Nothing expresses this sentiment more elegantly than its grandest encounters. Almost disappointingly so, the discovery of a boss’s fatal flaw can reduce a once intimidating enemy to little more than a novelty, fodder for ‘epic’. But yet demonstrates how brains, not brawn–strategy, not strength–is key.
Death is not an endpoint, but a punishment. Perish, and souls are deposited at your blood stain. Die again, and Dark Souls will pillage your cold, crumbling corpse of those souls. In other words, you’re scolded for making the same mistake twice (or a hundred times). An idiot tax, if you will (and one that I often subscribed to).
‘Prepare to die’ isn’t a gross misrepresentation of Dark’s offerings. Worlds of blood (and lost souls) will be shed in the game’s variety of environments long before any semblance of satisfaction and completion is reached. But when the latter inevitably arrives, little can rival the feeling of reward it dispenses.
And whilst death and its built-in frustrations will undoubtedly irk you, Dark Souls comes packaged with frustrations not inherent to its design. Its framerate will surrender its fluency to a point beyond playable for no apparent reason, and enemy grab animations catch you despite being beyond or under its reach.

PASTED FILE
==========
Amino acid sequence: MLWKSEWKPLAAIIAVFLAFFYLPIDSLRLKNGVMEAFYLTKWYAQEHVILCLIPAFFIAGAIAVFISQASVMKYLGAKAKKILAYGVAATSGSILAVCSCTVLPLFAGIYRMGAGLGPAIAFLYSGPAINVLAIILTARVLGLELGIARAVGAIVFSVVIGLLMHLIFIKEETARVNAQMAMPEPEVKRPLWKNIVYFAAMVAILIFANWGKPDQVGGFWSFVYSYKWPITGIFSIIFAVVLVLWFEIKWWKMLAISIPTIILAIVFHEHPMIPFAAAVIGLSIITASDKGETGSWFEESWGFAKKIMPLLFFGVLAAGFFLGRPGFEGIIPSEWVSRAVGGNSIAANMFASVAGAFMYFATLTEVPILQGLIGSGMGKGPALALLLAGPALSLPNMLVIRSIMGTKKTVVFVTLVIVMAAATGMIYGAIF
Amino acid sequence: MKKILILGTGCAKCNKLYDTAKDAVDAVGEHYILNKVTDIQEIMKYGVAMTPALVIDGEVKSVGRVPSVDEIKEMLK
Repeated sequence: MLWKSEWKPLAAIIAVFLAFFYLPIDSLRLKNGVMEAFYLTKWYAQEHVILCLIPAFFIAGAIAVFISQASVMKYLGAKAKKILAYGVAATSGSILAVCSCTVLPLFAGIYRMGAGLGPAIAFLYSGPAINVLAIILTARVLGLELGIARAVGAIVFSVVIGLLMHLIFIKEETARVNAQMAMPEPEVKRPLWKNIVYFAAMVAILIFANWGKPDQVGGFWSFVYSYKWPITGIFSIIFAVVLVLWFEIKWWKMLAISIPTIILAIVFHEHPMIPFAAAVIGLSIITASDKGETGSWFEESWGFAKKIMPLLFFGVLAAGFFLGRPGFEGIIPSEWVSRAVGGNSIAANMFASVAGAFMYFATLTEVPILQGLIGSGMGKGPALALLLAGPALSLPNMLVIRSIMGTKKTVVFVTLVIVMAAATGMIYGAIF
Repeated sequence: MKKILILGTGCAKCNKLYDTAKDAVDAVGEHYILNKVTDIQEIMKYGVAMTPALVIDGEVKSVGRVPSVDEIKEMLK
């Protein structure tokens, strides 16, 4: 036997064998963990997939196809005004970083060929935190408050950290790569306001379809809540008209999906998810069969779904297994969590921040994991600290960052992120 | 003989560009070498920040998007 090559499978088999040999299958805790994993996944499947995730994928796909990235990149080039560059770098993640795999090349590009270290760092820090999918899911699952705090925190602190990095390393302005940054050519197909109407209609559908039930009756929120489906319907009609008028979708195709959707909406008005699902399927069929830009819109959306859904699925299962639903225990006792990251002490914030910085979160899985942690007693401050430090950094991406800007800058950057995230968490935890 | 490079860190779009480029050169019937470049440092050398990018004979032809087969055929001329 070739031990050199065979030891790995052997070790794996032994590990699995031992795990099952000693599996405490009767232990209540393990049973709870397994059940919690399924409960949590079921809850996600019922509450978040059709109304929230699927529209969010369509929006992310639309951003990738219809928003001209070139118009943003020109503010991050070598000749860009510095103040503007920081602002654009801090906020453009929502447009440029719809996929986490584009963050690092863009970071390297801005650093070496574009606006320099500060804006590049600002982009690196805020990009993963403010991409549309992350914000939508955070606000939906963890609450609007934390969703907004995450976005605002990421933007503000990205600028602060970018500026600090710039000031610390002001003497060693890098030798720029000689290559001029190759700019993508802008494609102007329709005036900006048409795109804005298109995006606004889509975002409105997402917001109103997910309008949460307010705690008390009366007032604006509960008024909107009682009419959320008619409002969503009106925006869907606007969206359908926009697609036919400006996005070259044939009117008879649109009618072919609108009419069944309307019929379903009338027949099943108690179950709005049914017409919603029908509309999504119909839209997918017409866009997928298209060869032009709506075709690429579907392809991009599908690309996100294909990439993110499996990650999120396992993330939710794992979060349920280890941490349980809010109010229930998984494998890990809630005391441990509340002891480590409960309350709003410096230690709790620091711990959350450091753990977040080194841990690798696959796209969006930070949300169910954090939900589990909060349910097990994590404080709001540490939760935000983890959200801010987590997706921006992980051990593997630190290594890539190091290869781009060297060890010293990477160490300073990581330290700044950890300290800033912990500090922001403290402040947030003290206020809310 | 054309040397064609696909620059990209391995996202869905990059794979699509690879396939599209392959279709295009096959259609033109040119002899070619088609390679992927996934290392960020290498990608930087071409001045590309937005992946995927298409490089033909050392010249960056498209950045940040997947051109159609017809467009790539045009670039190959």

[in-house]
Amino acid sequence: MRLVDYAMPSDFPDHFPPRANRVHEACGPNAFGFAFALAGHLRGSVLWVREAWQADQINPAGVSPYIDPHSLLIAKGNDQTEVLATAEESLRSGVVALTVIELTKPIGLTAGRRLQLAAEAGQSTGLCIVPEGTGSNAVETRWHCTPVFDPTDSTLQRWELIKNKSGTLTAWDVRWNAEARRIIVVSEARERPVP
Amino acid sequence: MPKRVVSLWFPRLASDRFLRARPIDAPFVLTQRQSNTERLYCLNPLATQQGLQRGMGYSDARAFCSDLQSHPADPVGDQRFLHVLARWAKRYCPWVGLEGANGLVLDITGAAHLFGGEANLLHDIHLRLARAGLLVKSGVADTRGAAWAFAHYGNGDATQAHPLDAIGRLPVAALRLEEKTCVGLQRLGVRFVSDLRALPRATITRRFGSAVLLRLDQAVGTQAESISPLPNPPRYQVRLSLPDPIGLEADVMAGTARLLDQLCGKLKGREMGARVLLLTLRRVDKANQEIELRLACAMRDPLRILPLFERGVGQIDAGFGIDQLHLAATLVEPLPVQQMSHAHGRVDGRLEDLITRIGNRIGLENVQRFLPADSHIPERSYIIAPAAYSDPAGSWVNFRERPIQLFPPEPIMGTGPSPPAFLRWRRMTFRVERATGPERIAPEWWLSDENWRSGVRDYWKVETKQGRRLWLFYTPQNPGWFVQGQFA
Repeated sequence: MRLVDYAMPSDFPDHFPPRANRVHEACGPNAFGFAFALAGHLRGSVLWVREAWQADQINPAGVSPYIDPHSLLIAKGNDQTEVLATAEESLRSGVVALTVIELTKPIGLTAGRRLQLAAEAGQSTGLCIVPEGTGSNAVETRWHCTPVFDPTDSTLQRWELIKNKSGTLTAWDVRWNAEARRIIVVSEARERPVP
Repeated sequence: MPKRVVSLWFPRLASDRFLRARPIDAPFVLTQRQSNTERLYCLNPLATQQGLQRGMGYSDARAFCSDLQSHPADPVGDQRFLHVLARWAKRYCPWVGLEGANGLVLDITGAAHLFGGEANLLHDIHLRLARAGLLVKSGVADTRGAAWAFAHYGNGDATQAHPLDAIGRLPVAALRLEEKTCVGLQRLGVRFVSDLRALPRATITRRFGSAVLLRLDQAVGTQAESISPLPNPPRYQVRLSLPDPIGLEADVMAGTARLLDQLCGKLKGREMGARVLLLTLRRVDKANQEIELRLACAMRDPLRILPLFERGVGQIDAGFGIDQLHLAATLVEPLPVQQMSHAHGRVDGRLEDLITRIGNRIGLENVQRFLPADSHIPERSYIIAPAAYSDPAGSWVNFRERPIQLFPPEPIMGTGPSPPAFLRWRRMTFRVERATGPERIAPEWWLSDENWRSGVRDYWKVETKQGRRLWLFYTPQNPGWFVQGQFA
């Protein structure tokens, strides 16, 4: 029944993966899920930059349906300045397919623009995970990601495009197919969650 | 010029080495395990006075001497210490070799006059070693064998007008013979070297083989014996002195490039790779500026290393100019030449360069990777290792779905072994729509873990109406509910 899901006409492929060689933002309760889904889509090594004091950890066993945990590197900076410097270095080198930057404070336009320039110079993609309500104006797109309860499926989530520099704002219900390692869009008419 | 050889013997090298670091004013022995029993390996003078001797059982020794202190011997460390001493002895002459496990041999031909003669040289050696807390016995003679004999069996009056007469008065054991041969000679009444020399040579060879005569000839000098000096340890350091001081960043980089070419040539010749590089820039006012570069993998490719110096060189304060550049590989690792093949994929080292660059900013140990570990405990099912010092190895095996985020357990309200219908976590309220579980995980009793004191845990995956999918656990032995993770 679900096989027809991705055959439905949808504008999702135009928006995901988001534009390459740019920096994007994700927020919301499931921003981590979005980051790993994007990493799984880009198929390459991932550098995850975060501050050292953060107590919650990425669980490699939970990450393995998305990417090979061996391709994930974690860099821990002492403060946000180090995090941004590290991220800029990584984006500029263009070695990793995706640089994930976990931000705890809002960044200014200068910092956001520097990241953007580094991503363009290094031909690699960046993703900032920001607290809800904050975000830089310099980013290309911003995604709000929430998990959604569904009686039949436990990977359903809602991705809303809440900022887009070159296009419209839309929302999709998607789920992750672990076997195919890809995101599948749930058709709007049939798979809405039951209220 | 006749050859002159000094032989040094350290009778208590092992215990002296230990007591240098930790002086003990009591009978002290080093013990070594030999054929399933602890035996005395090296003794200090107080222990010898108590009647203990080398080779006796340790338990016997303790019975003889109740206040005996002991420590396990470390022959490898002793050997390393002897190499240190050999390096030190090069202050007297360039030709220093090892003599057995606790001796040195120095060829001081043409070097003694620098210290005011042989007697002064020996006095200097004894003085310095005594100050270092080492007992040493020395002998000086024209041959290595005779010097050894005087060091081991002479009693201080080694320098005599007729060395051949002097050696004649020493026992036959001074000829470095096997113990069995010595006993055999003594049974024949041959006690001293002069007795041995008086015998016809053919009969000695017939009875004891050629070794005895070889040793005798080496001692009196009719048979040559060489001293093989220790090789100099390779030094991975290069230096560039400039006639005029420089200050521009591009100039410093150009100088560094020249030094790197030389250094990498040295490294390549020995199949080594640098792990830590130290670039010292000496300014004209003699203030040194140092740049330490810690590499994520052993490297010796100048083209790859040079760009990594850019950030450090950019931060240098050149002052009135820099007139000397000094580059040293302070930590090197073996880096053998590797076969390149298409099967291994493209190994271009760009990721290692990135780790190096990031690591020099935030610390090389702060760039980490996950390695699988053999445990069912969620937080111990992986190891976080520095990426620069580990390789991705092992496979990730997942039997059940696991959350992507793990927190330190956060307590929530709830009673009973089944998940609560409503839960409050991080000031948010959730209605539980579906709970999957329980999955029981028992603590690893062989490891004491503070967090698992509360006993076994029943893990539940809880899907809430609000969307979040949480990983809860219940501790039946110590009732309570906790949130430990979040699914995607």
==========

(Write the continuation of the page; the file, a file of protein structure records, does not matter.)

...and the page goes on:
Dropped by foes and decaying corpses, souls are the title’s universal currency. From weapon upgrades to attribute points, every facet of consumption stems from a single pool of resource. You’re often torn between whether to upgrade a particular stat or buy that seemingly game-beating piece of kit. And that’s without the myriad of choices within those categories.
But despite its ostensible dependence on level hiking, Dark Souls is far more ‘action’ than it is ‘role-playing’. Soul levels–which enable your hero to add a single attribute point–are largely a means to an end; some are primarily a path to that next armor set or weapon. Not even treasure troves of stat buffs can save the most fortunate player from a lack of strategy and timing. If you’ve yet to master the ‘action’ aspect, the ‘role-playing’ component is useless. By no means is it a fall-back position.
If you can’t beat that infernal foe at Level 50, don’t feel entitled to be able to beat them at Level 75, either.